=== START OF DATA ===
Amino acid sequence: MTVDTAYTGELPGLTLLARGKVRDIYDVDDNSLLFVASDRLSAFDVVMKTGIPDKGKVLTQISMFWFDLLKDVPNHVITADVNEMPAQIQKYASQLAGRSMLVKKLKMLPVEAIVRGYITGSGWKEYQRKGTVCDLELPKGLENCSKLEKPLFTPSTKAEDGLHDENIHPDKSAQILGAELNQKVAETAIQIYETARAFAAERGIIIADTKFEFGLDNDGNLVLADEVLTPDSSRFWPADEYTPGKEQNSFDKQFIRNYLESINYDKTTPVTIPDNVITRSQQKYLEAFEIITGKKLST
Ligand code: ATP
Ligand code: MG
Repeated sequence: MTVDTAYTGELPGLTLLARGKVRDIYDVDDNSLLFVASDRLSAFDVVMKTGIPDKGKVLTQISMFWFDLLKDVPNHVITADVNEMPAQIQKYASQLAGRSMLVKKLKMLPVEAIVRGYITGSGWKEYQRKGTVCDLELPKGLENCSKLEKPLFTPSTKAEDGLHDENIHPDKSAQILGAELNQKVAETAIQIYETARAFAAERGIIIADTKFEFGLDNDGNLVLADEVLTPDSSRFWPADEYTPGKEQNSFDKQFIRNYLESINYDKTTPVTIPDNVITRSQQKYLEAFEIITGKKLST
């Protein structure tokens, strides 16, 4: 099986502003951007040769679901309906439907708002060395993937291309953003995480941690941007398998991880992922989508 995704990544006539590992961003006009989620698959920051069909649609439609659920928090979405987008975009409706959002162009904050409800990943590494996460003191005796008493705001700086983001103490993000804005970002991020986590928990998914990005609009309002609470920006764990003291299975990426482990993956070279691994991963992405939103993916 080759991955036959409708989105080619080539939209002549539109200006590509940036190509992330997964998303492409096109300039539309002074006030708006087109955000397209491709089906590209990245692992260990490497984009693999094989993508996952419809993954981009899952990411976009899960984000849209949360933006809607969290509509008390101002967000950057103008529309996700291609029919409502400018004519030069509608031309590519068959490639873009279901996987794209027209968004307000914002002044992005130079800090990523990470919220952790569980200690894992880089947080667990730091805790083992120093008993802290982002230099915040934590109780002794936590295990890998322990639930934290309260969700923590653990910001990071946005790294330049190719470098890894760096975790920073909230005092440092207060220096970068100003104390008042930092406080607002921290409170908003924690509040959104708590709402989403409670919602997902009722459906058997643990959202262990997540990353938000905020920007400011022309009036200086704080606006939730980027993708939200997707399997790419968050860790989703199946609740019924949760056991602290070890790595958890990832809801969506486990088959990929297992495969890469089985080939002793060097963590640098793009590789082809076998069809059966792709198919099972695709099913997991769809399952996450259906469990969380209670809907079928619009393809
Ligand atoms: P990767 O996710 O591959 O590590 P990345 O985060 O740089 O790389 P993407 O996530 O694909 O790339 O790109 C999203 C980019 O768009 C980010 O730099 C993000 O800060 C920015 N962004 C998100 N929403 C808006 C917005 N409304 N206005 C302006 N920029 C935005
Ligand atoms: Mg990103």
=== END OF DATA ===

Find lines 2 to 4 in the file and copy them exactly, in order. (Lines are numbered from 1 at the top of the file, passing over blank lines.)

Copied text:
Ligand code: ATP
Ligand code: MG
Repeated sequence: MTVDTAYTGELPGLTLLARGKVRDIYDVDDNSLLFVASDRLSAFDVVMKTGIPDKGKVLTQISMFWFDLLKDVPNHVITADVNEMPAQIQKYASQLAGRSMLVKKLKMLPVEAIVRGYITGSGWKEYQRKGTVCDLELPKGLENCSKLEKPLFTPSTKAEDGLHDENIHPDKSAQILGAELNQKVAETAIQIYETARAFAAERGIIIADTKFEFGLDNDGNLVLADEVLTPDSSRFWPADEYTPGKEQNSFDKQFIRNYLESINYDKTTPVTIPDNVITRSQQKYLEAFEIITGKKLST